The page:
This early medieval fortress city, which Forbes magazine put on its list of the top nine oldest fortresses in the world, is built atop a high hill on the right bank of the Iori River, close to the beautiful Gombori Pass. You can see the fortress city from the Tbilisi-Telavi Highway. 

Ujarma Fortress was built at the turn of the 4th century by the king of Kartli, Aspaguri. One brilliant page in the history of Ujarma Fortress is related to the reign of Vakhtang Gorgasali (the second half of the 5th century), who built a grand citadel there, with severe military towers, also building churches, and making it his royal city for a time.

From the 4th to the 6th centuries, Ujarma was one of the major centers of Kartli, along with Tbilisi and Mtskheta.

Ujarma was built by Vakhtang Gorgasali in order to control the Iori River valley. Despite the fact that now only ruins remain, you can still feel the monumentality of the structure, the high level of architectural artistry, and its flawless execution. For that reason, Ujarma belongs among the best defensive architectural monuments of Georgia.

Ninotsminda Monastery Complex

This beautiful monastery complex is in Ninotsminda Village, two kilometers away from the city of Sagarejo. King Vakhtang Gorgasali had an episcopal church built here in the 5th century. At that time, Gorgasali carried out a grand reform of the church, which served to strengthen the country. As a result, the Georgian Orthodox Church became autocephalic (independent), and he founded 12 episcopates, one of which was right here, in Ninotsminda.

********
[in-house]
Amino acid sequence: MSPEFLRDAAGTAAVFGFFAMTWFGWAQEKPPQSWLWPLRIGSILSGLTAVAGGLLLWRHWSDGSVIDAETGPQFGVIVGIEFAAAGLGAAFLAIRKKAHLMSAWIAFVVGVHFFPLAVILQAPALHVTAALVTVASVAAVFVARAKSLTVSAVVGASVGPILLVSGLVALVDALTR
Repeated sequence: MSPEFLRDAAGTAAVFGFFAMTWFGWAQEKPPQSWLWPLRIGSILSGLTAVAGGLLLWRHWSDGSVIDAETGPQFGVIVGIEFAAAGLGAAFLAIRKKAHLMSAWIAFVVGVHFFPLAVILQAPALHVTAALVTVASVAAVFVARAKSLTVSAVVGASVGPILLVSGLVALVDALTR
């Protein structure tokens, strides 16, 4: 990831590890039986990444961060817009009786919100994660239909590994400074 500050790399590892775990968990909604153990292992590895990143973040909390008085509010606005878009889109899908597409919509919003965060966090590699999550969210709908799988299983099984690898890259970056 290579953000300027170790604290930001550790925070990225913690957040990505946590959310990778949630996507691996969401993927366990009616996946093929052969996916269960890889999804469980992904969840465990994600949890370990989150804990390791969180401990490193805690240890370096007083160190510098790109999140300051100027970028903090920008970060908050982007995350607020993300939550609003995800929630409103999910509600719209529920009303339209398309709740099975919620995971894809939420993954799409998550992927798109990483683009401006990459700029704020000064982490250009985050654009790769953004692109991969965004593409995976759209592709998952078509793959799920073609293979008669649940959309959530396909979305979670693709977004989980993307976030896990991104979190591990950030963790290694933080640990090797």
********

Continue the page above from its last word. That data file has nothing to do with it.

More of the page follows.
Today only the altar of this important church survives, which, along with its frescos, is very impressive. Next to it is a 16th-century bell tower and a two-story palace from a slightly later period, the 18th century, where a nunnery currently is active. The complex is also surrounded by a large wall built in the 18th century.

And all of this is just as monumental and impressive as the 45-year reign of King Vakhtang Gorgasali.

Lagodekhi National Park

Lagodekhi National Park is one of the most well-preserved, primordial landscapes in the world and a place for interesting adventures year-round.

The park is in the Kakhetian city of Lagodekhi, in the extreme northeast of the country, and its height above sea level fluctuates between 400 and 3,500 meters.

You will not find this kind of biodiversity in any other protected territory of Georgia. On the hiking paths you will pass by leafy forests, untouched alpine meadows, lakes pooled up on cliffs, and beautiful waterfalls. Along the way you may encounter lovely deer and eastern Caucasian ibex, and overhead may fly grouse and snowcock, which can only be found in the Caucasus.

Kvareli

This small city in Kakheti is located on the left bank of the Alazani River, in the Alazani River, at the base of the Caucasus Mountains. It is called the jewel of Kakheti, and rightly so. More than one legend has been made about the beauty of Kvareli, and poems as well.

Kvareli is a notable place because you can rest from the hustle and bustle of the city there. There you can walk through the Kvareli forest-park, enjoy yourself in Kvareli Lake, drink Kindzmarauli wine, and try delicious Kakhetian dishes.

However, in addition to the beautiful nature, the unique wine, and the rich cuisine, there are also many sights to see in Kvareli.

Go see the ancient architectural monuments, including Dolochopi Basilica, which is at least 1,300 years old and is one of the largest Christian churches in the Caucasus; the glorious Nekresi and Gremi Monasteries; and also Kvareli Fortress.